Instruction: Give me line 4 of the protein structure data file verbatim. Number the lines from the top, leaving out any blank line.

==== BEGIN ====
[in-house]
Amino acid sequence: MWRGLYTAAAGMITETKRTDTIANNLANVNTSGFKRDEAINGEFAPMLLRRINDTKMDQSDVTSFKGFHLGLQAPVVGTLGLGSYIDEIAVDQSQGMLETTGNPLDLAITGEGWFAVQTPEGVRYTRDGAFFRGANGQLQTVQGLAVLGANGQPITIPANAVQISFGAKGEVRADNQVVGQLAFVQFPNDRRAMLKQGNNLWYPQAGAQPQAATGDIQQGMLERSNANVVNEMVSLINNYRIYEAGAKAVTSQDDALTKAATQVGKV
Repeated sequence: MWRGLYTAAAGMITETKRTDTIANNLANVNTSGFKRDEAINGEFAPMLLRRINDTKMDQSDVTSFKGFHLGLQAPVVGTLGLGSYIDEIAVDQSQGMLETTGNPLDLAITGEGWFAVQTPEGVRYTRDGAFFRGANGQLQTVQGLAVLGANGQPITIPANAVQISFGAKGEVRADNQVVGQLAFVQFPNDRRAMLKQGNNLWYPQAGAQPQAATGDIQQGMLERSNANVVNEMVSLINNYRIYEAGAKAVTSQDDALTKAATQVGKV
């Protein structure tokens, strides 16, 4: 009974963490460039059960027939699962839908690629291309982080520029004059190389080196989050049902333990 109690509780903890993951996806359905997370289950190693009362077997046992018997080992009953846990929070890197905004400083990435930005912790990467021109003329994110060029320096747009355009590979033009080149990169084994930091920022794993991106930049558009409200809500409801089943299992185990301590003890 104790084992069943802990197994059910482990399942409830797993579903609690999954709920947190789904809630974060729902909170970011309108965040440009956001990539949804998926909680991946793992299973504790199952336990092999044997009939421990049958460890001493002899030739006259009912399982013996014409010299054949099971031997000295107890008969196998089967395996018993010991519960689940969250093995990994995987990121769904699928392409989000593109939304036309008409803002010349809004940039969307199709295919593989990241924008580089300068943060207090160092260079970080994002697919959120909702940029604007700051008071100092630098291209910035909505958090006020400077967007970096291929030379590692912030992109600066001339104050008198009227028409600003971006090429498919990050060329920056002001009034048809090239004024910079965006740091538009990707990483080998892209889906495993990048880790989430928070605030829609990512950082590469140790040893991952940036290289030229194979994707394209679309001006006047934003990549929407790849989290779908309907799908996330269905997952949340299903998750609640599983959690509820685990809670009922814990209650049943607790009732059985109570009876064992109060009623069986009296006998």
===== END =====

């Protein structure tokens, strides 16, 4: 009974963490460039059960027939699962839908690629291309982080520029004059190389080196989050049902333990 109690509780903890993951996806359905997370289950190693009362077997046992018997080992009953846990929070890197905004400083990435930005912790990467021109003329994110060029320096747009355009590979033009080149990169084994930091920022794993991106930049558009409200809500409801089943299992185990301590003890 104790084992069943802990197994059910482990399942409830797993579903609690999954709920947190789904809630974060729902909170970011309108965040440009956001990539949804998926909680991946793992299973504790199952336990092999044997009939421990049958460890001493002899030739006259009912399982013996014409010299054949099971031997000295107890008969196998089967395996018993010991519960689940969250093995990994995987990121769904699928392409989000593109939304036309008409803002010349809004940039969307199709295919593989990241924008580089300068943060207090160092260079970080994002697919959120909702940029604007700051008071100092630098291209910035909505958090006020400077967007970096291929030379590692912030992109600066001339104050008198009227028409600003971006090429498919990050060329920056002001009034048809090239004024910079965006740091538009990707990483080998892209889906495993990048880790989430928070605030829609990512950082590469140790040893991952940036290289030229194979994707394209679309001006006047934003990549929407790849989290779908309907799908996330269905997952949340299903998750609640599983959690509820685990809670009922814990209650049943607790009732059985109570009876064992109060009623069986009296006998």